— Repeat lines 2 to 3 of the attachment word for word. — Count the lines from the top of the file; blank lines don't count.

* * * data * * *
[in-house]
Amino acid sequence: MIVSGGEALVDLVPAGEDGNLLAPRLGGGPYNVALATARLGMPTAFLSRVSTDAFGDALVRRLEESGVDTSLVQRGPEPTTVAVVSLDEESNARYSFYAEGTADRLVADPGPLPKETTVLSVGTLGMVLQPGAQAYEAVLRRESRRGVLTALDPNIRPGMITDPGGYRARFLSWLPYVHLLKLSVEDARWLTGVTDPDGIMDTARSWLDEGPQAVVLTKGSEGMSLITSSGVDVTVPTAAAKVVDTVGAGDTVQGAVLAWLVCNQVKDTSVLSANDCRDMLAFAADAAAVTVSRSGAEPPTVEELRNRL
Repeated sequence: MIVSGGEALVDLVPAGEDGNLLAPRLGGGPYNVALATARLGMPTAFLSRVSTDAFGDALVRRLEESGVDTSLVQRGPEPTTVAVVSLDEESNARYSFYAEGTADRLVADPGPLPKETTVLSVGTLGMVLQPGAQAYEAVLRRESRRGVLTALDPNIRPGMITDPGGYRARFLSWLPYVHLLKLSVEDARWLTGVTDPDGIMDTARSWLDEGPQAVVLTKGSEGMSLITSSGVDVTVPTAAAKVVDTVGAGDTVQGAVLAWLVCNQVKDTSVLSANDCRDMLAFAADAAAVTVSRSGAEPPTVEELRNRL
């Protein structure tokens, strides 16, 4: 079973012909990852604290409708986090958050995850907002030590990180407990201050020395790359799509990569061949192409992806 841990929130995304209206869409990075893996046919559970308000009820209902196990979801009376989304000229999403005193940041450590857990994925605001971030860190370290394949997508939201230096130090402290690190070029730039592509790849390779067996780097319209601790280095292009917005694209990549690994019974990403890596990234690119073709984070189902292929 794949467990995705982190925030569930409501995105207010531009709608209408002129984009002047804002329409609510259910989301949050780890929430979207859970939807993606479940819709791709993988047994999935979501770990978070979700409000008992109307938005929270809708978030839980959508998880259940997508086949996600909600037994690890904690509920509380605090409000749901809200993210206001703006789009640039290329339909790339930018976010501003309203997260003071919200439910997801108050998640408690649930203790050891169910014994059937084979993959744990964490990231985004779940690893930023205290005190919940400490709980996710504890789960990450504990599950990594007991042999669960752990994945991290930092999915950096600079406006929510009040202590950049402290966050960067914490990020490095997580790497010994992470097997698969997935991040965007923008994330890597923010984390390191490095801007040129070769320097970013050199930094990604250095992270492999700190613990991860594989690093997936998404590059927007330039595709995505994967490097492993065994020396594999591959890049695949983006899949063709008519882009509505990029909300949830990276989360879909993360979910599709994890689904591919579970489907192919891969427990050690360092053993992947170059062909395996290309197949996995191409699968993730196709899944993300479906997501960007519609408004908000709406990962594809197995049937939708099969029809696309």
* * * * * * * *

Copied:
Amino acid sequence: MIVSGGEALVDLVPAGEDGNLLAPRLGGGPYNVALATARLGMPTAFLSRVSTDAFGDALVRRLEESGVDTSLVQRGPEPTTVAVVSLDEESNARYSFYAEGTADRLVADPGPLPKETTVLSVGTLGMVLQPGAQAYEAVLRRESRRGVLTALDPNIRPGMITDPGGYRARFLSWLPYVHLLKLSVEDARWLTGVTDPDGIMDTARSWLDEGPQAVVLTKGSEGMSLITSSGVDVTVPTAAAKVVDTVGAGDTVQGAVLAWLVCNQVKDTSVLSANDCRDMLAFAADAAAVTVSRSGAEPPTVEELRNRL
Repeated sequence: MIVSGGEALVDLVPAGEDGNLLAPRLGGGPYNVALATARLGMPTAFLSRVSTDAFGDALVRRLEESGVDTSLVQRGPEPTTVAVVSLDEESNARYSFYAEGTADRLVADPGPLPKETTVLSVGTLGMVLQPGAQAYEAVLRRESRRGVLTALDPNIRPGMITDPGGYRARFLSWLPYVHLLKLSVEDARWLTGVTDPDGIMDTARSWLDEGPQAVVLTKGSEGMSLITSSGVDVTVPTAAAKVVDTVGAGDTVQGAVLAWLVCNQVKDTSVLSANDCRDMLAFAADAAAVTVSRSGAEPPTVEELRNRL